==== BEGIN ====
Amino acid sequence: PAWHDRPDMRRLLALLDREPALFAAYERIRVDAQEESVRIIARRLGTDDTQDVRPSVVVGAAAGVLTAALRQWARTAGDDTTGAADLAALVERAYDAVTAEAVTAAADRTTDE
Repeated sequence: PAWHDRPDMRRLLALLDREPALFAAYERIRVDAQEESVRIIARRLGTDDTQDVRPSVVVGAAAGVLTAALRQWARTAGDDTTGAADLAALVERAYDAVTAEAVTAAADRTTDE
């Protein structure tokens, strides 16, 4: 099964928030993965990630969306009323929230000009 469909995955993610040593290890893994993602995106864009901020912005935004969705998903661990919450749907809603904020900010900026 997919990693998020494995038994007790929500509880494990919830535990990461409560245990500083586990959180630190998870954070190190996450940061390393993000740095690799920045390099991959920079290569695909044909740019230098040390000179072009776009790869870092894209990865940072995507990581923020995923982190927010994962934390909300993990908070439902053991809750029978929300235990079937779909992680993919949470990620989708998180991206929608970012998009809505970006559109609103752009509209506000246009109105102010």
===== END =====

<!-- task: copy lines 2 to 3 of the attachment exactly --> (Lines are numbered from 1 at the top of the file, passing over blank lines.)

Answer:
Repeated sequence: PAWHDRPDMRRLLALLDREPALFAAYERIRVDAQEESVRIIARRLGTDDTQDVRPSVVVGAAAGVLTAALRQWARTAGDDTTGAADLAALVERAYDAVTAEAVTAAADRTTDE
């Protein structure tokens, strides 16, 4: 099964928030993965990630969306009323929230000009 469909995955993610040593290890893994993602995106864009901020912005935004969705998903661990919450749907809603904020900010900026 997919990693998020494995038994007790929500509880494990919830535990990461409560245990500083586990959180630190998870954070190190996450940061390393993000740095690799920045390099991959920079290569695909044909740019230098040390000179072009776009790869870092894209990865940072995507990581923020995923982190927010994962934390909300993990908070439902053991809750029978929300235990079937779909992680993919949470990620989708998180991206929608970012998009809505970006559109609103752009509209506000246009109105102010």